Attention is the currency of the Internet. If you have people’s attention, trading that focus for advertising revenue or sales generates a lot of money. Facebook, Google, and Apple know this. That’s why these companies put so much effort into capturing more and more of your screen time. However, in the case of Apple and their Apple News app, there are risks to inserting yourself in people’s news consumption habits and trying to change customer behavior.
The Business of News
My phone is currently sitting by me as I write this. Already, it buzzed twice with the exact same news story. Don’t get me wrong; I love being informed, especially in these uncertain times. But let’s face it, in today’s world, “News” is now a business that’s heavily invested in keeping your attention (and trading it for ad dollars.) Plenty is happening on a daily basis to keep you hooked to your nearest screen. Nowadays, it’s easy to be a news junkie, if you aren’t one already. The news business is so big and so powerful that even an industry of fake news cashes in on our collective anxieties and fears. And as long as they keep our attention, even using deceptive headlines or things that confirm our biases and fears, they make a killing.
Think about it. Apps like Flipboard inserted themselves into our news consumption habits by becoming curators instead of creators of information. The value they offer us is their well-designed and customizable personal interface. I’ve been using Flipboard for a few years, and I’ve always loved the app. It’s easy to set up and create categories of the things that interest me to browse through daily. Like many other third-party apps, Apple noticed their success and pretty much stole the idea and created their own integrated version.
Remember Google Buzz?
The Apple News app is a gamble in the same vein as Google Buzz or Facebook hashtags. Apple is leveraging their entire platform to force a change in their customer’s behavior. Apple wants its product users to favor Apple’s News platform over all the others. But here’s the problem: it’s a tough sale. Users like me (aka “news junkies”) already have resources that work. And the only way we’re going to change is if the new solution is fundamentally better, which Apple News is not (at least not yet.)
The problem isn’t the interface or the layout. It’s people and their set behavior cycles, and there’s no way to politely introduce something new without making people uncomfortable. For example, I follow political news on a daily basis. I seek them out on my own time through the mobile sites or apps I choose. I don’t want or need the latest headline on my home screen. Either I’ve already read it, or I’m not ready to read it yet.
This friction is similar to the resistance Google experienced in introducing the ill-fated Buzz (or what later became Google Plus.) Google figured, “Hey since you’re already checking your email, why not take a look at all your friends’ new updates?” And it backfired. Big Time. Users reacted with “no, actually I don’t want to know about that yet.” Such is the balancing act of navigating customer behavior. There’s a thin line between being convenient and pushy. And nobody likes pushy.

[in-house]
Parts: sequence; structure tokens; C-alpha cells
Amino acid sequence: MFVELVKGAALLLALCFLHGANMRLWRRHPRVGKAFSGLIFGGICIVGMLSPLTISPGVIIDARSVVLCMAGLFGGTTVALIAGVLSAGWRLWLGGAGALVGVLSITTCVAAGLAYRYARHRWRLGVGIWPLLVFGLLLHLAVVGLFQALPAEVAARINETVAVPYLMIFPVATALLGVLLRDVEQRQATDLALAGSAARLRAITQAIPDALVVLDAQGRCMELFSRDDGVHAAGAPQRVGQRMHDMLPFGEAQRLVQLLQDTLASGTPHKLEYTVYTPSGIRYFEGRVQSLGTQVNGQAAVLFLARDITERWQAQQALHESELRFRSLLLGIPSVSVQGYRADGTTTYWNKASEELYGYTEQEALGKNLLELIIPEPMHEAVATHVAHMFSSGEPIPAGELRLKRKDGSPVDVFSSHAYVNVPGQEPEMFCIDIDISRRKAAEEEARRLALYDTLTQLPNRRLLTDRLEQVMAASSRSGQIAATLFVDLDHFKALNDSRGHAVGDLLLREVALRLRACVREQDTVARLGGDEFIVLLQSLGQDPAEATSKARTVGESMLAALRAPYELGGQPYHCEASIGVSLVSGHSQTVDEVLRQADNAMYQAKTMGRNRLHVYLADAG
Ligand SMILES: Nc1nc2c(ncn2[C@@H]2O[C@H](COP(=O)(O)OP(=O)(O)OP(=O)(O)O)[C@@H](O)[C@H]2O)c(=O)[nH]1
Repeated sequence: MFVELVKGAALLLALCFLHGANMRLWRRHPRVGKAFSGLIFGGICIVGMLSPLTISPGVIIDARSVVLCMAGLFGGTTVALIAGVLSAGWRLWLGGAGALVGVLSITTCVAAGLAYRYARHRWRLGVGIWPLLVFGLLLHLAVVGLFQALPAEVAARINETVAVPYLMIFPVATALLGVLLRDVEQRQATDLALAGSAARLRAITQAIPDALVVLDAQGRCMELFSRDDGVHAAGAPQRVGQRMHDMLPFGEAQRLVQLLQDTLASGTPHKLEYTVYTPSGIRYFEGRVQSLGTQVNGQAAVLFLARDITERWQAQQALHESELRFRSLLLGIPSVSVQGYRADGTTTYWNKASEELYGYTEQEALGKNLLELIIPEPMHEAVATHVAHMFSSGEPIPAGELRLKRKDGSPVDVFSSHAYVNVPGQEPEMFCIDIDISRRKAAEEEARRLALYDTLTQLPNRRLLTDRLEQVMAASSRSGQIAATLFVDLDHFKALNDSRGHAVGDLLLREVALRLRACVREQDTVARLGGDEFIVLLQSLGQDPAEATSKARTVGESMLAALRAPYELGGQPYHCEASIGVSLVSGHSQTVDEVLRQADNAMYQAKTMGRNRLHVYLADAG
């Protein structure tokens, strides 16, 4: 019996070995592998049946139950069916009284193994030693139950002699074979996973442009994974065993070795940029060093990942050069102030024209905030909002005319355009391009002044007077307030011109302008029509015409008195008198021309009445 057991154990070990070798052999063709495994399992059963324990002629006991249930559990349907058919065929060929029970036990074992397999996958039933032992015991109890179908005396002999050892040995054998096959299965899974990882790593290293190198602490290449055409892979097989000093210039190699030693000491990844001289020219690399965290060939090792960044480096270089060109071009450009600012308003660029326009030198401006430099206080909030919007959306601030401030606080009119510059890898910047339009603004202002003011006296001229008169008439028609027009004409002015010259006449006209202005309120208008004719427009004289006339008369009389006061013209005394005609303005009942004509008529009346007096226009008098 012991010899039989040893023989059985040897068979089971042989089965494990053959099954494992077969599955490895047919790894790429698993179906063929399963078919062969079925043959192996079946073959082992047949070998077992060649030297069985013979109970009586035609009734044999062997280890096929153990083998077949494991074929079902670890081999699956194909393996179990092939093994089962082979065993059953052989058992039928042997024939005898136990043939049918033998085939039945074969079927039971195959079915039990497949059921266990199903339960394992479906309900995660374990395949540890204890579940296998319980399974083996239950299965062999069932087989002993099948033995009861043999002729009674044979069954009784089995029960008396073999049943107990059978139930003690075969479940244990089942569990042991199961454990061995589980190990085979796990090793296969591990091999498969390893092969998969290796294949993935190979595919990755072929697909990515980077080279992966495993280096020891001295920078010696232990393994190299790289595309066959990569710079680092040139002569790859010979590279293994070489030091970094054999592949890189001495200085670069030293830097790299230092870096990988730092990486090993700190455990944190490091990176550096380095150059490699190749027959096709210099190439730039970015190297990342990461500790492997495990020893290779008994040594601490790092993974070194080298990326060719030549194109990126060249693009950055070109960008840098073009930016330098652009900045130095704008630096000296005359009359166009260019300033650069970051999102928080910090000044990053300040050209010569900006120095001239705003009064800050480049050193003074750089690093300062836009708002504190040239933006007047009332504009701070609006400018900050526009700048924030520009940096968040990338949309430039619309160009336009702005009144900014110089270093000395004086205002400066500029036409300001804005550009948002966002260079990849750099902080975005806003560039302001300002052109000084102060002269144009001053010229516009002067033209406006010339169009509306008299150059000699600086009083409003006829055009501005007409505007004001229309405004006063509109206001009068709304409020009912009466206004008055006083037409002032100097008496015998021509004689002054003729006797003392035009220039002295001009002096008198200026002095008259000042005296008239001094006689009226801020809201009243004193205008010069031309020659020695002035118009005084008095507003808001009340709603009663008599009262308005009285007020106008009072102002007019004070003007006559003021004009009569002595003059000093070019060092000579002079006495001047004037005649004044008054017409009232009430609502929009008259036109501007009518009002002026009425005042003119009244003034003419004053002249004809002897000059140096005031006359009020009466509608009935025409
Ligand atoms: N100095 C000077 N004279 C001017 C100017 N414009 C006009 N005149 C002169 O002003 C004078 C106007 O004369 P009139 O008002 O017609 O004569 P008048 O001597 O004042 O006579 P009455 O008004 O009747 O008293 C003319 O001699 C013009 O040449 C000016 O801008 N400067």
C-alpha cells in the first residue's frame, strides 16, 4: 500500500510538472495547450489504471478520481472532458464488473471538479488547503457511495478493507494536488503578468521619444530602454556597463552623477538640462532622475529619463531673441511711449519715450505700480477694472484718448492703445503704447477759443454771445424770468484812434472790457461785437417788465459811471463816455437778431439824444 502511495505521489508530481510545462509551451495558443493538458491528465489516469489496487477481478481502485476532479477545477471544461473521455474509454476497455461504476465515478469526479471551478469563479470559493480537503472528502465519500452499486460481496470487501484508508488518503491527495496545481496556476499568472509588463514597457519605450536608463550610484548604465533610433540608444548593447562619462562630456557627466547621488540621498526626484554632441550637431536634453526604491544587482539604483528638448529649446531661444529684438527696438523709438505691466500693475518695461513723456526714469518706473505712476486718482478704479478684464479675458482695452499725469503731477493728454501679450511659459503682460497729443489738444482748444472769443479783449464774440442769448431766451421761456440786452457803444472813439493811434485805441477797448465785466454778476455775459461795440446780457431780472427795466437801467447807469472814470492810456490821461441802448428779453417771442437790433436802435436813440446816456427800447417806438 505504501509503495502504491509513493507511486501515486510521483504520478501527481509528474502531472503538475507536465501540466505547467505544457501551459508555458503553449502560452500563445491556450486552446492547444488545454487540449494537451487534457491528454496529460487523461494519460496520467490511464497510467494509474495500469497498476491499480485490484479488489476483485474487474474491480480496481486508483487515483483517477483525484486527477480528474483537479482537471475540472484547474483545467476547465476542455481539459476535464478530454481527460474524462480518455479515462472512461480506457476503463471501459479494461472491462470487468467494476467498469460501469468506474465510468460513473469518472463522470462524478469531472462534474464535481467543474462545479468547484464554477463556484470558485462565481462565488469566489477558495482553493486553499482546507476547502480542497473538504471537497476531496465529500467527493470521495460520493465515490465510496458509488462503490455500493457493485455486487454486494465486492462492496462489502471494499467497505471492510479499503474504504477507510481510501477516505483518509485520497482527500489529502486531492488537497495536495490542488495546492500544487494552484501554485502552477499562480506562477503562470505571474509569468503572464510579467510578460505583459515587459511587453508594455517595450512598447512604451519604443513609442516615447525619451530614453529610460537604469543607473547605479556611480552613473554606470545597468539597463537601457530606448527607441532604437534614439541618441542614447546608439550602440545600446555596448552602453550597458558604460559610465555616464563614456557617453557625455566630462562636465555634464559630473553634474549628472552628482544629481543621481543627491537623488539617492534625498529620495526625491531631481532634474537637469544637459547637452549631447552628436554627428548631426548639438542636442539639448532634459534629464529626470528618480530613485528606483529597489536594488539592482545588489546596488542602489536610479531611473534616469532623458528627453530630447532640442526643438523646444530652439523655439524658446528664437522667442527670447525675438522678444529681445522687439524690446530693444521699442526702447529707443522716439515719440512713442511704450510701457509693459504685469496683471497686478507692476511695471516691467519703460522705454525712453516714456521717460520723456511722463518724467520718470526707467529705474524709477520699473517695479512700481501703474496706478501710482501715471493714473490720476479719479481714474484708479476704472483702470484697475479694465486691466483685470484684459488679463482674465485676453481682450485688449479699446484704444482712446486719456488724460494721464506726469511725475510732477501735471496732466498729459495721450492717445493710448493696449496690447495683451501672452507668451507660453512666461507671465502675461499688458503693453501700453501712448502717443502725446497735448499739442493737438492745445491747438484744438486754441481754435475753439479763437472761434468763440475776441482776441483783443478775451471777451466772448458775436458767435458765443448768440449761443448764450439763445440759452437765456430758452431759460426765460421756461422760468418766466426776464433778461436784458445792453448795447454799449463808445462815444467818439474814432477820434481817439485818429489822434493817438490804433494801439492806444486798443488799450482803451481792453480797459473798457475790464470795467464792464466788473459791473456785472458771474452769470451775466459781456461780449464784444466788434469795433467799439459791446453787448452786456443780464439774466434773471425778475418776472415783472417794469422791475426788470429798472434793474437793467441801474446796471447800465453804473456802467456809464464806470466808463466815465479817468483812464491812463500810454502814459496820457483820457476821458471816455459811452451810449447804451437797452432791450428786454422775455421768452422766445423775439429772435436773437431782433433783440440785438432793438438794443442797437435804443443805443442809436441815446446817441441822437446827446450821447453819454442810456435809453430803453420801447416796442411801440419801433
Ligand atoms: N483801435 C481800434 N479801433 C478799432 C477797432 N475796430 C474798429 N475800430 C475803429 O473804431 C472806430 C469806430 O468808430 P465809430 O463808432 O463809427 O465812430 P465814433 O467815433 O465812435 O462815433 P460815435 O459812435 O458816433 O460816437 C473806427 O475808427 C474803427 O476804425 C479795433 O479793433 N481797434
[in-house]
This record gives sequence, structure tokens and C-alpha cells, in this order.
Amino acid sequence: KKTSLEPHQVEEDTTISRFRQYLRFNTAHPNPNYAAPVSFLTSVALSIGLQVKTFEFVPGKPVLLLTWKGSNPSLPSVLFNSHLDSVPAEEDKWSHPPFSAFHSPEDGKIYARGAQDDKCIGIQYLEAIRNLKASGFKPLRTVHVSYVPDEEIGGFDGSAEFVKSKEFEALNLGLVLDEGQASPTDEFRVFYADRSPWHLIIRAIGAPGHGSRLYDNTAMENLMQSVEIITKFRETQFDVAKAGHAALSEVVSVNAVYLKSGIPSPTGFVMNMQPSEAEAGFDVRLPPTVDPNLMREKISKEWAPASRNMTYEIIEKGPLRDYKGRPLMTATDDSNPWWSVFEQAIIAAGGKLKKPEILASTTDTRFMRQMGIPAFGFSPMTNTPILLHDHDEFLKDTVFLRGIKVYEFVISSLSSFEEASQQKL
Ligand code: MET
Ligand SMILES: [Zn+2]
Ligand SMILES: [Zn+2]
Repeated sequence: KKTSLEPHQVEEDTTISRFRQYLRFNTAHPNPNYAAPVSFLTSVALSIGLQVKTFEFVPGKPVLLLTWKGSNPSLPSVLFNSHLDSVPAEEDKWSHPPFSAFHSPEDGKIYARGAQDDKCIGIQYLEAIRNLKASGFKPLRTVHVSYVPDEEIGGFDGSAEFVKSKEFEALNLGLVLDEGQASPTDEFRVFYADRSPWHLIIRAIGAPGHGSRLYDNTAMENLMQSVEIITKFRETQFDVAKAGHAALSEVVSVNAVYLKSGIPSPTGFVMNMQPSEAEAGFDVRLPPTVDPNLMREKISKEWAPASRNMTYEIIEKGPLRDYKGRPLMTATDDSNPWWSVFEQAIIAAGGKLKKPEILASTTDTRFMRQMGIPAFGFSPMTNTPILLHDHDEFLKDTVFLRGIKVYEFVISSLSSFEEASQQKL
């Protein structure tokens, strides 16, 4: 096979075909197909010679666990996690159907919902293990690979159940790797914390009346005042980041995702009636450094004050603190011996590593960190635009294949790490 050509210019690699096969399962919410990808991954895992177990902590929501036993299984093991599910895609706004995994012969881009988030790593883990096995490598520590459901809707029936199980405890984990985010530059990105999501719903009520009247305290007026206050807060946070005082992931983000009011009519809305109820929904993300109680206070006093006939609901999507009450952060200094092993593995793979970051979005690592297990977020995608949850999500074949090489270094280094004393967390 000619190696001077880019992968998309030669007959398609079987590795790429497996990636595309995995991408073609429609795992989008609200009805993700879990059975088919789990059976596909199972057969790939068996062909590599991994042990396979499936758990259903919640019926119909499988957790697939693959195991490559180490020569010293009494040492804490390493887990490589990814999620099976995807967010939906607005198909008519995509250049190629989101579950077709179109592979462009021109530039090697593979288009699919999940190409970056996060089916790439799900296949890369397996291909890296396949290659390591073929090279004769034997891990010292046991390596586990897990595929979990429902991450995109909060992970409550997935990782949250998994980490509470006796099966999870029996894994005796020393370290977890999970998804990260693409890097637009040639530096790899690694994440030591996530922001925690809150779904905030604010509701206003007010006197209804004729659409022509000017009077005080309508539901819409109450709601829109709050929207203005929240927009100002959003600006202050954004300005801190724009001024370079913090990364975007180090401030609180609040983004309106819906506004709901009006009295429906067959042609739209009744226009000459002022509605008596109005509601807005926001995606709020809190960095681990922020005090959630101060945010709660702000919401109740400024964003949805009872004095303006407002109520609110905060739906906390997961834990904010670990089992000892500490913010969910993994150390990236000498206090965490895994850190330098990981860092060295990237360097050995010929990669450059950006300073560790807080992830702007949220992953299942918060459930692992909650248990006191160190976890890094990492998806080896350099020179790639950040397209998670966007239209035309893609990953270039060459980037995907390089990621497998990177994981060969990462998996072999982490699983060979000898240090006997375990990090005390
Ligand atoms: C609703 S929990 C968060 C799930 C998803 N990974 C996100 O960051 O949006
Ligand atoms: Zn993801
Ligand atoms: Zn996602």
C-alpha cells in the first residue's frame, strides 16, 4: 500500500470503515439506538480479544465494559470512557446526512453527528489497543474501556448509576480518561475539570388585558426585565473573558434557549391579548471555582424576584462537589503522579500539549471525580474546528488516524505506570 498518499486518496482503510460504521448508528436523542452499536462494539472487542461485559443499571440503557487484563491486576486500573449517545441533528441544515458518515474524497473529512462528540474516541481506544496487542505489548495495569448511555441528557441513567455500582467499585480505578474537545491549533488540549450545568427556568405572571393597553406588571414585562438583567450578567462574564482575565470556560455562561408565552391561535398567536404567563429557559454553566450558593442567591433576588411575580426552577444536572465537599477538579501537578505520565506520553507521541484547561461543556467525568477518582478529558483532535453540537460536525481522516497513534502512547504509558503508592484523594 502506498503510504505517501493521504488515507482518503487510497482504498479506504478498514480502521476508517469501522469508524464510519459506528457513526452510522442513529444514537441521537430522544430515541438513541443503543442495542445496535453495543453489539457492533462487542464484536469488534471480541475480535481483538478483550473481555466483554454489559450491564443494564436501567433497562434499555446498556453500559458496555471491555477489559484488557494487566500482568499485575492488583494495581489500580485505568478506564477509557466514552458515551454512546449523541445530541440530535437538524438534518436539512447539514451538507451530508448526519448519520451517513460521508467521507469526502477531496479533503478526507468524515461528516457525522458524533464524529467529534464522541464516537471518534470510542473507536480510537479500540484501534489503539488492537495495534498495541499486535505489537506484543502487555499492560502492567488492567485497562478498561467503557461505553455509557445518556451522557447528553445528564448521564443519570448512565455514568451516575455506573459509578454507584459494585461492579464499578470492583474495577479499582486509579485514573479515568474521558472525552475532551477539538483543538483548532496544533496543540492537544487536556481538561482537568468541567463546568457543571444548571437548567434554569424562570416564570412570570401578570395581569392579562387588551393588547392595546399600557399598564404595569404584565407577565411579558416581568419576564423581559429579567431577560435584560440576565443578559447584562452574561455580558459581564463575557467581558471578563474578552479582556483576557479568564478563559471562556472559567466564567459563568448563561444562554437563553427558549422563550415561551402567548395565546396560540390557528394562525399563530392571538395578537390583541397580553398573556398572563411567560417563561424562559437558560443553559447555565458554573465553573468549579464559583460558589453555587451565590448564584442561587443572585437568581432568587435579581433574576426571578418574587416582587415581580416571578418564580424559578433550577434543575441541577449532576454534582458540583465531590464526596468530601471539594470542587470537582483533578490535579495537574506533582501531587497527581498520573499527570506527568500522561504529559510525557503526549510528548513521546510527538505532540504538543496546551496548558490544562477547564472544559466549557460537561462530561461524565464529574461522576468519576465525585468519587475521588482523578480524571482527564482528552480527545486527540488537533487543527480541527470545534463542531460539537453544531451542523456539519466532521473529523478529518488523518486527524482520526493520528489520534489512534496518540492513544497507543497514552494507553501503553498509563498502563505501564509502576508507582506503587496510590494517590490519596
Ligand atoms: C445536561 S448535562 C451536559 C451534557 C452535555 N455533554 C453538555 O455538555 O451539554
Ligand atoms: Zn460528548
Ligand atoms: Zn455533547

Learn From Your Own and Others’ Mistakes
I’m sure Apple is learning as they go. The News app is genuinely slick, and there are times where I appreciate its unprompted “convenience.” However, for the most part, it reminds me of Apple’s previous attempts to change the way we do things, with apps like Newsstand and Wallet. Some might even put the Apple Watch into that same category, although the Watch has a small but loyal base of users.
Customer psychology is a never-ending balance act. People are finicky and at any moment, quickly turn against a product. Luckily for Apple, the demand for current (and accurate) news has never been higher, so it’s not a bad place to be.
How Does Apple News Avoid a Backlash?
For starters, I’d like Apple to focus on improving the worst aspects of mobile news consumption. They’ve already done a great job of simplifying the interface and creating a more smooth reading experience across the small number of the major news sites. Flipboard attempted to solve this challenging problem for years, but reformatting every single page of the web isn’t an easy task. In the end, they were able to reformat about 90 percent of the sites to fit the Flipboard look, with the remaining sites looking the same as they would in a mobile browser.
Apple News should reduce the friction in sharing news stories to social networks. Currently, the app only gives you options to “love” or “dislike” a story. If you want to share it to Facebook, for example, you have to go into the additional options, copy the link, and paste it on Facebook. Naturally, it’s in Apple’s best interest not to send customers to Facebook and lose their attention. But, if they’re already planning on going there, they should make it easy to do so.
Lastly, in this era of fake news, Apple should leap to the forefront of innovation and give customers the ability to fact-check articles for accuracy and bias. Think of it like a Rotten Tomatoes score but for news. I’m sure it’ll get criticized for being biased in itself, but the attempt itself will score some additional goodwill from a large subsection of the public.
Apple is indeed taking a gamble with their News app. And unless they learn the lessons of Google Buzz and similar attempts, they could fall prey to those same challenges. Now if you’ll excuse me, a news story just broke…